He asked me for a meeting in the Seychelles, he asked me for a meeting in the forest at Malilawani, he asked me for a meeting with Mr Asmorsen one to one in the Kalahari, he sought a meeting in Malawi. Now you just look at the areas and it's all one to one. "Mac, I can't be seen with you because I'm doing very valuable work for you guys from my position where you are, so I need to meet you in very secure circumstances and nobody must know." But that nobody was always in conditions where he set the scene and he controlled the environment. That told me it's own story and that's why I'm saying I never trusted him.
MR LEVINE: If I understand you were against meeting him under the circumstances he suggested but you were prepared to meet him under circumstances which you suggested?
MR MAHARAJ: Because I could guarantee my safety. Simple, I have been in my life even up to 1977 several times face to face with death, I'm lucky to be alive, I was not going to just recklessly place myself in a situation where I would be taken prisoner or killed.
MR LEVINE: So whatever you perceived of Mr Williamson wanting to achieve vis-a-vis yourself, you wanted to be in a position to achieve that very self same thing vis-a-vis Mr Williamson?
MR MAHARAJ: No, no, no, I had no intention at that stage of even capturing, I had not intention, I had intention of continuing to work with him so that I would understand the intricacies of his structures at home and so that through those intricacies, I would get to his head. As I have done Sir and it's openly recorded in my work in the underground in South Africa, one of the big furores in 1990 was the open knowledge that I had infiltrated the Security Branch and even there they said openly that they were aware of at least seven Security Branch men, high-ranking officers, who somehow or other were passing information and working with the ANC underground.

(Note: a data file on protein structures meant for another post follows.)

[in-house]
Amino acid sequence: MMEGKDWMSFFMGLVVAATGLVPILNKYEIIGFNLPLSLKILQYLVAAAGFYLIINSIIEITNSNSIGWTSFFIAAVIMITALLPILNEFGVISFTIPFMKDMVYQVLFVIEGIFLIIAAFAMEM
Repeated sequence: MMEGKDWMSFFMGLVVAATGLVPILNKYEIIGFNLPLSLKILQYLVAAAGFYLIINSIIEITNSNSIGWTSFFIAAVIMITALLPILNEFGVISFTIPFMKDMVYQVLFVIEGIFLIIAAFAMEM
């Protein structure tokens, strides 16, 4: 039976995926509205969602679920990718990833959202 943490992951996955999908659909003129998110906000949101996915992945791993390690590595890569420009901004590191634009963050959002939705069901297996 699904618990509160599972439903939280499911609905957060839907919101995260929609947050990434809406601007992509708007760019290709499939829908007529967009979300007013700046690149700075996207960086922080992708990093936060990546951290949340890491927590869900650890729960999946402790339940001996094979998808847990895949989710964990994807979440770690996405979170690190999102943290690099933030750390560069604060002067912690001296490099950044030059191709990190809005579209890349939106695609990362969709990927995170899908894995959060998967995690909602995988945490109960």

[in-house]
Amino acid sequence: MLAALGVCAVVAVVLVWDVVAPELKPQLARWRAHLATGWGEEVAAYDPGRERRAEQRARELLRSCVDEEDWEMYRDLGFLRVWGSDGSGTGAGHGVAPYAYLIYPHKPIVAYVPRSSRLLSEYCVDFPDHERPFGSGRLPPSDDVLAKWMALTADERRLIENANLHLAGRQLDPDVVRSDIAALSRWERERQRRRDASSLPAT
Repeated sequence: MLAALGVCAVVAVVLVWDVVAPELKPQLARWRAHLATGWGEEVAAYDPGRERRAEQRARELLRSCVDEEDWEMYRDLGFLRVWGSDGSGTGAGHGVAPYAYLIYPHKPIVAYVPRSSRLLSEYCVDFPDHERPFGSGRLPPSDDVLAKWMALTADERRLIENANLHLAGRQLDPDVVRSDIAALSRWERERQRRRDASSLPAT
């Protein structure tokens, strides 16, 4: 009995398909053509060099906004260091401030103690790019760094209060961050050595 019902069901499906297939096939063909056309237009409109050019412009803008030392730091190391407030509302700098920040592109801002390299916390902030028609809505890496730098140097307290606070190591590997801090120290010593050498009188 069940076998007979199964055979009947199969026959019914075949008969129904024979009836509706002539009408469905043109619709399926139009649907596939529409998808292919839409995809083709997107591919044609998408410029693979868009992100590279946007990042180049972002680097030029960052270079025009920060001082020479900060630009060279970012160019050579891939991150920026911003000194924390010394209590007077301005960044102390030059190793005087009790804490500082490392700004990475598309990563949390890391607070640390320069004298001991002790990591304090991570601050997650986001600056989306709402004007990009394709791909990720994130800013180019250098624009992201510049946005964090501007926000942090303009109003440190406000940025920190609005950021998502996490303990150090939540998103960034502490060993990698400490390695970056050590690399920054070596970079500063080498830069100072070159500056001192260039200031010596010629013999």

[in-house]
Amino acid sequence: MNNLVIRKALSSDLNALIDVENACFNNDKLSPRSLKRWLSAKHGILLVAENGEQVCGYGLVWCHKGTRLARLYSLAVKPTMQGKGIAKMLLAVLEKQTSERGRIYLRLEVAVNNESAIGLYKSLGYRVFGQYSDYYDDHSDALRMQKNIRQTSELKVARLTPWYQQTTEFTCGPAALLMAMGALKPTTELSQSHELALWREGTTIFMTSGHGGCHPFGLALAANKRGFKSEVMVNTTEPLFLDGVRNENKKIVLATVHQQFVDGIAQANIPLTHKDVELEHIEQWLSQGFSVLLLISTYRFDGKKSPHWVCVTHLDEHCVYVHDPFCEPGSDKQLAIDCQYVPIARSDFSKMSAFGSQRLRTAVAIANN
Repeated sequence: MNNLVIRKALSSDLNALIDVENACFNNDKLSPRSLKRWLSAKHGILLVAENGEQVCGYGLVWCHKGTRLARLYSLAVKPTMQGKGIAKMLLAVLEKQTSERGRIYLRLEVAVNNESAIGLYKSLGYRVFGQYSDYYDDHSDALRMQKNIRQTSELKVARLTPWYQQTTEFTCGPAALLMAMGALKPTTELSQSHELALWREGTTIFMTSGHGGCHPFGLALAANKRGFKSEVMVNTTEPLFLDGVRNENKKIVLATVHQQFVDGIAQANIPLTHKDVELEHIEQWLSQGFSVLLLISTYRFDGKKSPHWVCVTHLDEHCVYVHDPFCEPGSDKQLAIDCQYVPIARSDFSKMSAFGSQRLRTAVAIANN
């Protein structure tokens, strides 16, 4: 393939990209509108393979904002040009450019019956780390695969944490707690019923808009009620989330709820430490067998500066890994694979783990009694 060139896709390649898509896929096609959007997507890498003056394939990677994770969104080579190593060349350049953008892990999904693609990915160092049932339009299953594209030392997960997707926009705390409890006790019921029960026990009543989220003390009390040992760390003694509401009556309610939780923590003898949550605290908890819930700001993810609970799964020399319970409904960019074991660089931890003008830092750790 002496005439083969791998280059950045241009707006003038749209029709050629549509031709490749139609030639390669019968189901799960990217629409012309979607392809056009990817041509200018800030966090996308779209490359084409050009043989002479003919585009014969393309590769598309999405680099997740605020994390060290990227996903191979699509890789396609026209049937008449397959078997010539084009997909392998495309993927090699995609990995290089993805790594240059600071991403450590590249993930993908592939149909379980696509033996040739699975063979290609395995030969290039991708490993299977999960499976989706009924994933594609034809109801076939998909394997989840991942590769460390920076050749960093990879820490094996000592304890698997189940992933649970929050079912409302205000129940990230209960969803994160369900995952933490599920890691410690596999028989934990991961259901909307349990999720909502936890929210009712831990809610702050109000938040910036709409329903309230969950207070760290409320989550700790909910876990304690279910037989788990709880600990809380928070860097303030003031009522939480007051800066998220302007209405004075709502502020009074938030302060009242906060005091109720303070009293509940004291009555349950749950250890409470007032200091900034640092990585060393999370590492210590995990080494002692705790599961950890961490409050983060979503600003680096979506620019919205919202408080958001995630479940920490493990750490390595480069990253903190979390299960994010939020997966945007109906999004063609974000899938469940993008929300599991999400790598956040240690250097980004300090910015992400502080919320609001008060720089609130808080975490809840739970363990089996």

MR LEVINE: What reason, Mr Maharaj, did you have for believing that Mr Williamson's suggested meetings with you were to do you harm or to kill you or to take you prisoner? Do you have any facts other than a gut feel as to that?
MR MAHARAJ: My facts are simple. By 1977 the struggle had reached a point where the South African regime was losing control of the situation and was becoming desperate in it's actions whereas in 1964 when I went to prison, up to the time of my going to prison I think only four people had been killed in detention.